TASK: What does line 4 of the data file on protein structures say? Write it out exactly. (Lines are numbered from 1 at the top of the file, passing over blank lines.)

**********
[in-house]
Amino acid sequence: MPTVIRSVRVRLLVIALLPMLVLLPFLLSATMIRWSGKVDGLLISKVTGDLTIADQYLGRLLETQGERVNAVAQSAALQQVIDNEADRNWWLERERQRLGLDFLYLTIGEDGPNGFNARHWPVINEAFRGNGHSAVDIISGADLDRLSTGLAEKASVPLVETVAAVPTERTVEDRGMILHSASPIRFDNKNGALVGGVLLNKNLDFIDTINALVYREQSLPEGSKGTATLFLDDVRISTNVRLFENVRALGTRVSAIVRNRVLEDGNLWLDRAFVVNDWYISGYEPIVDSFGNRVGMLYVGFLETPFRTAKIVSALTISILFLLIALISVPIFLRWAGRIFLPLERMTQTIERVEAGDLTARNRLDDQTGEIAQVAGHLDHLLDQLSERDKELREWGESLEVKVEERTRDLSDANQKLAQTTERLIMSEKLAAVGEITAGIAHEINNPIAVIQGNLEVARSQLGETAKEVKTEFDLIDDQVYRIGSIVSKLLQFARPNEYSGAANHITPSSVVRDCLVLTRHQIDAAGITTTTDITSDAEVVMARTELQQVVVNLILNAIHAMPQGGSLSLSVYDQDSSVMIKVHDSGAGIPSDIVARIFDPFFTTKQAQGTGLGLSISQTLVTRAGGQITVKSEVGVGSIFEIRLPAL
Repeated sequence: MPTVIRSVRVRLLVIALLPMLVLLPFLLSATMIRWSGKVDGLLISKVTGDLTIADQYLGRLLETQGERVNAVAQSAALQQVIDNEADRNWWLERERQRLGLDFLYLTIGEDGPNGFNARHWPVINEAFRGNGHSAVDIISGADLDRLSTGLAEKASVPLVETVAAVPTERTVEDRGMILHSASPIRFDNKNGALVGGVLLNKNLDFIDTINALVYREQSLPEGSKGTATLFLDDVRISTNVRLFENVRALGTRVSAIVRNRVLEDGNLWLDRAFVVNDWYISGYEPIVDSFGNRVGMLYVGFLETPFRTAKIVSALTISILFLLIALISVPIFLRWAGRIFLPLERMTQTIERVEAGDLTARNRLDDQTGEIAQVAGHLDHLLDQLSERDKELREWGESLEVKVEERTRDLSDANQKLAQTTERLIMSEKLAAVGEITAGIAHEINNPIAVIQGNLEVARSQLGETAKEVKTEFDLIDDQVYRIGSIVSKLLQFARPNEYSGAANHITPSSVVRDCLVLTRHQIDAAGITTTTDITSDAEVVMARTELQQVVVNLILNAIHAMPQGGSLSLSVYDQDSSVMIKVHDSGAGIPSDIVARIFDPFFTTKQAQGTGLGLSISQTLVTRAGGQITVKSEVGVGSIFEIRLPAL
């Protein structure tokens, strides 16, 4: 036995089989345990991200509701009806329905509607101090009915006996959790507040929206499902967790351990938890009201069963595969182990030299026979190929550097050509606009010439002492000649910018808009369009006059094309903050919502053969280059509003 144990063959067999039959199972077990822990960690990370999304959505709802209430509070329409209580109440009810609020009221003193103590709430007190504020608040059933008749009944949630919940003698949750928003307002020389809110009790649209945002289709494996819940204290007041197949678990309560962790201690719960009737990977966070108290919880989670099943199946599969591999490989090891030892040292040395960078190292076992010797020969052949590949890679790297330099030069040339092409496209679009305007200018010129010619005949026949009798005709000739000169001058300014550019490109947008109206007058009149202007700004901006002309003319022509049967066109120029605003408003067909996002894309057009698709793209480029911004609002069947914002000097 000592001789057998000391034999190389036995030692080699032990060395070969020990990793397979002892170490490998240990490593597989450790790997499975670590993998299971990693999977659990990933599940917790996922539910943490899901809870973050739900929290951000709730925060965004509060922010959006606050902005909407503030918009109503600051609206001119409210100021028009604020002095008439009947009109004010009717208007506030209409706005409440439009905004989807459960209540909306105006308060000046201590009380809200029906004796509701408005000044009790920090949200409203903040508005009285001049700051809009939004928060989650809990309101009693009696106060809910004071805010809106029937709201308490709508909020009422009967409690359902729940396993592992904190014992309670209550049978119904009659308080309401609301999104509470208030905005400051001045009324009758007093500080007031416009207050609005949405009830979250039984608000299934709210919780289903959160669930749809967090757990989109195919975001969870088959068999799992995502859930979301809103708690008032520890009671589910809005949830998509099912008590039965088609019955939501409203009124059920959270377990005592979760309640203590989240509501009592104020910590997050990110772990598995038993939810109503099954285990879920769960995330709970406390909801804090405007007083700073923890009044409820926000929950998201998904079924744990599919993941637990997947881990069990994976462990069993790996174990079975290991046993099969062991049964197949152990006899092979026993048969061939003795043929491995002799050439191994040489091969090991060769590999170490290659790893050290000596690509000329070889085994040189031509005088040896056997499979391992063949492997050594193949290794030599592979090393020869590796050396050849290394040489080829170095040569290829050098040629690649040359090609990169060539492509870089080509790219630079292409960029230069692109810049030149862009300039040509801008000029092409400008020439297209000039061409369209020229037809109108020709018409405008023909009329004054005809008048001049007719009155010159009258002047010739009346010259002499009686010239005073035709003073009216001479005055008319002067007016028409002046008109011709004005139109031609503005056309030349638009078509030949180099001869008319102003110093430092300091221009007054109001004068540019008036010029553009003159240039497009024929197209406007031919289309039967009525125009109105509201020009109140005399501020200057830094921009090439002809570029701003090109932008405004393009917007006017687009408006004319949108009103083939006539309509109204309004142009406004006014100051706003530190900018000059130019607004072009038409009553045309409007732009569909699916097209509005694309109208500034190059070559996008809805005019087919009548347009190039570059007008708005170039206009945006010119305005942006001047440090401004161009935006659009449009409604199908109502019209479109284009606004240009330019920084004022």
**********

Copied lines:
């Protein structure tokens, strides 16, 4: 036995089989345990991200509701009806329905509607101090009915006996959790507040929206499902967790351990938890009201069963595969182990030299026979190929550097050509606009010439002492000649910018808009369009006059094309903050919502053969280059509003 144990063959067999039959199972077990822990960690990370999304959505709802209430509070329409209580109440009810609020009221003193103590709430007190504020608040059933008749009944949630919940003698949750928003307002020389809110009790649209945002289709494996819940204290007041197949678990309560962790201690719960009737990977966070108290919880989670099943199946599969591999490989090891030892040292040395960078190292076992010797020969052949590949890679790297330099030069040339092409496209679009305007200018010129010619005949026949009798005709000739000169001058300014550019490109947008109206007058009149202007700004901006002309003319022509049967066109120029605003408003067909996002894309057009698709793209480029911004609002069947914002000097 000592001789057998000391034999190389036995030692080699032990060395070969020990990793397979002892170490490998240990490593597989450790790997499975670590993998299971990693999977659990990933599940917790996922539910943490899901809870973050739900929290951000709730925060965004509060922010959006606050902005909407503030918009109503600051609206001119409210100021028009604020002095008439009947009109004010009717208007506030209409706005409440439009905004989807459960209540909306105006308060000046201590009380809200029906004796509701408005000044009790920090949200409203903040508005009285001049700051809009939004928060989650809990309101009693009696106060809910004071805010809106029937709201308490709508909020009422009967409690359902729940396993592992904190014992309670209550049978119904009659308080309401609301999104509470208030905005400051001045009324009758007093500080007031416009207050609005949405009830979250039984608000299934709210919780289903959160669930749809967090757990989109195919975001969870088959068999799992995502859930979301809103708690008032520890009671589910809005949830998509099912008590039965088609019955939501409203009124059920959270377990005592979760309640203590989240509501009592104020910590997050990110772990598995038993939810109503099954285990879920769960995330709970406390909801804090405007007083700073923890009044409820926000929950998201998904079924744990599919993941637990997947881990069990994976462990069993790996174990079975290991046993099969062991049964197949152990006899092979026993048969061939003795043929491995002799050439191994040489091969090991060769590999170490290659790893050290000596690509000329070889085994040189031509005088040896056997499979391992063949492997050594193949290794030599592979090393020869590796050396050849290394040489080829170095040569290829050098040629690649040359090609990169060539492509870089080509790219630079292409960029230069692109810049030149862009300039040509801008000029092409400008020439297209000039061409369209020229037809109108020709018409405008023909009329004054005809008048001049007719009155010159009258002047010739009346010259002499009686010239005073035709003073009216001479005055008319002067007016028409002046008109011709004005139109031609503005056309030349638009078509030949180099001869008319102003110093430092300091221009007054109001004068540019008036010029553009003159240039497009024929197209406007031919289309039967009525125009109105509201020009109140005399501020200057830094921009090439002809570029701003090109932008405004393009917007006017687009408006004319949108009103083939006539309509109204309004142009406004006014100051706003530190900018000059130019607004072009038409009553045309409007732009569909699916097209509005694309109208500034190059070559996008809805005019087919009548347009190039570059007008708005170039206009945006010119305005942006001047440090401004161009935006659009449009409604199908109502019209479109284009606004240009330019920084004022």